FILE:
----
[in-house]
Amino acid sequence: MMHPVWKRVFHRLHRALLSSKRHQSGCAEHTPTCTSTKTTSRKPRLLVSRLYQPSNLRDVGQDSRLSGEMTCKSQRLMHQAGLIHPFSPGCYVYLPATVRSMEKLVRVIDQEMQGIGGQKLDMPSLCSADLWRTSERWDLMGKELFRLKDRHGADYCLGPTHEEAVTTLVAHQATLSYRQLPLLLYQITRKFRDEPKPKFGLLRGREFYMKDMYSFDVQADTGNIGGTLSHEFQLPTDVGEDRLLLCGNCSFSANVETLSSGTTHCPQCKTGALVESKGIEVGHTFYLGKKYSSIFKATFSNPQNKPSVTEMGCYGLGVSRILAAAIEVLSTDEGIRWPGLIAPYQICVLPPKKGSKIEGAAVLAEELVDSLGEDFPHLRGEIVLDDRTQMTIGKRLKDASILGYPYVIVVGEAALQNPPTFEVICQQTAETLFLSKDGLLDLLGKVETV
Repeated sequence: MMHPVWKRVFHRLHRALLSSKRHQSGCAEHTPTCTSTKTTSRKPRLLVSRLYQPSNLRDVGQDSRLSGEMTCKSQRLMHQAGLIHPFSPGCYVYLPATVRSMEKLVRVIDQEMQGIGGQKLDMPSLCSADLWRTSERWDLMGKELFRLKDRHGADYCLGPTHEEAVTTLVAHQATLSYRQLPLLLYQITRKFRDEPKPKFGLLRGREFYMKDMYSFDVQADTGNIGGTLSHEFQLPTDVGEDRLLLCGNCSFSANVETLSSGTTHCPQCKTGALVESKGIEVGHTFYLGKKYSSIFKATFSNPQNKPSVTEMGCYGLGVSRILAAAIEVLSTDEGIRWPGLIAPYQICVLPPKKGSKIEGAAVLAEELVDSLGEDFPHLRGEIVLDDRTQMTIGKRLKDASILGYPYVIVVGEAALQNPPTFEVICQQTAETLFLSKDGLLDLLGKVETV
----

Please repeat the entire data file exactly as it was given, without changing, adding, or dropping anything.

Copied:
[in-house]
Amino acid sequence: MMHPVWKRVFHRLHRALLSSKRHQSGCAEHTPTCTSTKTTSRKPRLLVSRLYQPSNLRDVGQDSRLSGEMTCKSQRLMHQAGLIHPFSPGCYVYLPATVRSMEKLVRVIDQEMQGIGGQKLDMPSLCSADLWRTSERWDLMGKELFRLKDRHGADYCLGPTHEEAVTTLVAHQATLSYRQLPLLLYQITRKFRDEPKPKFGLLRGREFYMKDMYSFDVQADTGNIGGTLSHEFQLPTDVGEDRLLLCGNCSFSANVETLSSGTTHCPQCKTGALVESKGIEVGHTFYLGKKYSSIFKATFSNPQNKPSVTEMGCYGLGVSRILAAAIEVLSTDEGIRWPGLIAPYQICVLPPKKGSKIEGAAVLAEELVDSLGEDFPHLRGEIVLDDRTQMTIGKRLKDASILGYPYVIVVGEAALQNPPTFEVICQQTAETLFLSKDGLLDLLGKVETV
Repeated sequence: MMHPVWKRVFHRLHRALLSSKRHQSGCAEHTPTCTSTKTTSRKPRLLVSRLYQPSNLRDVGQDSRLSGEMTCKSQRLMHQAGLIHPFSPGCYVYLPATVRSMEKLVRVIDQEMQGIGGQKLDMPSLCSADLWRTSERWDLMGKELFRLKDRHGADYCLGPTHEEAVTTLVAHQATLSYRQLPLLLYQITRKFRDEPKPKFGLLRGREFYMKDMYSFDVQADTGNIGGTLSHEFQLPTDVGEDRLLLCGNCSFSANVETLSSGTTHCPQCKTGALVESKGIEVGHTFYLGKKYSSIFKATFSNPQNKPSVTEMGCYGLGVSRILAAAIEVLSTDEGIRWPGLIAPYQICVLPPKKGSKIEGAAVLAEELVDSLGEDFPHLRGEIVLDDRTQMTIGKRLKDASILGYPYVIVVGEAALQNPPTFEVICQQTAETLFLSKDGLLDLLGKVETV